- Federal Court Holds Florida Statute Requiring Disclosure of Nursing Home Patient Records to Spouses and Others Preempted by HIPAA
- December 14, 2011 | Author: Adam Robison
- Law Firm: King & Spalding LLP - Houston Office
On December 2, 2011, the United States District Court for the Northern District of Florida, Tallahassee Division, granted summary judgment in a declaratory judgment action in favor of a group of nursing homes on the grounds that Florida Statutes Section 400.145 is preempted by the Health Insurance Portability and Accountability Act of 1996 (HIPAA). Opis Mgmt. Resources, LLC et al. v. Dudek, No. 4:11-cv-400/RS-WCS (N.D. Fla. Dec. 2, 2011).
HIPAA preempts any state health privacy law unless the state law affords greater privacy protections than HIPAA. Generally, HIPAA prohibits covered entities from disclosing the protected health information (PHI) of an individual to any person other than the individual herself or such individual’s “personal representative.” The term “personal representative” is defined by HIPAA to include an “executor, administrator, or other person [who] has authority [under applicable state law] to act on behalf of a deceased individual or of the individual’s estate.”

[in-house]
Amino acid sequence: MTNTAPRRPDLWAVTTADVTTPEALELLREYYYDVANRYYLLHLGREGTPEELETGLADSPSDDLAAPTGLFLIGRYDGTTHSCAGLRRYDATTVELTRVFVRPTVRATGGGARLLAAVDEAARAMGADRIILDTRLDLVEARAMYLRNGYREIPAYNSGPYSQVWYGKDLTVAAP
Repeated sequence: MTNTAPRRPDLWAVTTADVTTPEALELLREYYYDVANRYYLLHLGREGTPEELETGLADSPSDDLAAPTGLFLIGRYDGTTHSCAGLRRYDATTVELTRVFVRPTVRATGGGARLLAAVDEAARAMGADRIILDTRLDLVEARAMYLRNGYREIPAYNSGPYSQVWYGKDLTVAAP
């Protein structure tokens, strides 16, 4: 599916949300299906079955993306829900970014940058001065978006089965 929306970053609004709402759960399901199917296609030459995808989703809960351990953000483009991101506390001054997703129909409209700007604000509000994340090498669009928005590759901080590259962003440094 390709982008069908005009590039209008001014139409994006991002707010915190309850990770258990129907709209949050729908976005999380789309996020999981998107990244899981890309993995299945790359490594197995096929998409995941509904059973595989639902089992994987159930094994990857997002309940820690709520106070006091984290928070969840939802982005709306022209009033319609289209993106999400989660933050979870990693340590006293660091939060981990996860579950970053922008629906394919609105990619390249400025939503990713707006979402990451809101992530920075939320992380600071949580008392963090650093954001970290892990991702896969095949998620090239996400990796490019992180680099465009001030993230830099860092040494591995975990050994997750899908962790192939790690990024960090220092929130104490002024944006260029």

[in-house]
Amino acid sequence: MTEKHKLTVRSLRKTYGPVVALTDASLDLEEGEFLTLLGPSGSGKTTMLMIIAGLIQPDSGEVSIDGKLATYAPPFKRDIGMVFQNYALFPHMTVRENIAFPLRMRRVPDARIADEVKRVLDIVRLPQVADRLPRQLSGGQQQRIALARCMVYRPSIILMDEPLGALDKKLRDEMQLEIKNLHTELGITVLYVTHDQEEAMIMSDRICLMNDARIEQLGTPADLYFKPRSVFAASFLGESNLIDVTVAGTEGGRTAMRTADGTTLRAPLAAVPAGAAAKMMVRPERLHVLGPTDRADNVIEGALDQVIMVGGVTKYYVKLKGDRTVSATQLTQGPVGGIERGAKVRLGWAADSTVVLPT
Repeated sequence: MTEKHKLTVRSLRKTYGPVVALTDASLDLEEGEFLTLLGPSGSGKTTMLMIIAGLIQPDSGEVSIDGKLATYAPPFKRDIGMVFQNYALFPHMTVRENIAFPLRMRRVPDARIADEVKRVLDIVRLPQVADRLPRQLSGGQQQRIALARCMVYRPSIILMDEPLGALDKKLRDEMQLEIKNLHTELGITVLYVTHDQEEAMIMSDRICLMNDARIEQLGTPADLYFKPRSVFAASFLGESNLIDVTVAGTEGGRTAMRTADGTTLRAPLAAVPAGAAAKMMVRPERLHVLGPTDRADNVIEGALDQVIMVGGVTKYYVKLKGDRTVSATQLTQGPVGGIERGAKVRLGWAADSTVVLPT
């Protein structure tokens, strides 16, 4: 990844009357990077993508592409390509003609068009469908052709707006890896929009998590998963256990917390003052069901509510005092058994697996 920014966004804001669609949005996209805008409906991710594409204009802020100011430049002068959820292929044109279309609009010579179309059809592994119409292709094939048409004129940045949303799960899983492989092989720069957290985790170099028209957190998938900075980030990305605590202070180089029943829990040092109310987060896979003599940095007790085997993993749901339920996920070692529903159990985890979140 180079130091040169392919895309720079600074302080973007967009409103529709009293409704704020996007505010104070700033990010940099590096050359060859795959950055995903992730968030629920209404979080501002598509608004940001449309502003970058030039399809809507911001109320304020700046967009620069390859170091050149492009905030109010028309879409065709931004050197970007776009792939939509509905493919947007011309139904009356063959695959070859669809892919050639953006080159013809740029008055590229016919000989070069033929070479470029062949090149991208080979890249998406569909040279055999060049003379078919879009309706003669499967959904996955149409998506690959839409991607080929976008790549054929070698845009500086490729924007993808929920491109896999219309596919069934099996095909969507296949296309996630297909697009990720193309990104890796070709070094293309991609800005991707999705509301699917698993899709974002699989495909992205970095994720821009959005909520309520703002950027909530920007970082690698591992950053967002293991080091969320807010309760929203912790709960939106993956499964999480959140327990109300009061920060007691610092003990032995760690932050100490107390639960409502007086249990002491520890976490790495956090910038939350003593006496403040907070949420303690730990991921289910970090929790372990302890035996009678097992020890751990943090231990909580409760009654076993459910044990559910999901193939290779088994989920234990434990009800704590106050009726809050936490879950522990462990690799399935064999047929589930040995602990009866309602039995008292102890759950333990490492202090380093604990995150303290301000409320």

Florida Statutes Section 400.145 requires that nursing homes “furnish to the spouse, guardian, surrogate, proxy, or attorney in fact...of a former resident...a copy of that resident’s records which are in the possession of the facility.” The statute further provides that “copies of such records shall not be considered part of the deceased resident’s estate and may be made available prior to the administration of an estate, upon request, to the spouse, guardian, surrogate, proxy, or attorney in fact.” Plaintiffs contended that HIPAA preempted Section 400.145 because it conflicted with HIPAA and contained less stringent protections of PHI. The court agreed and held that Section 400.145 was preempted. The court reasoned that Section 400.145 permits disclosure of medical records containing PHI to persons who are not personal representatives under HIPAA, because they are not legally authorized to act on the deceased individual’s behalf (e.g., spouses who do not qualify to act as the deceased individual’s executor).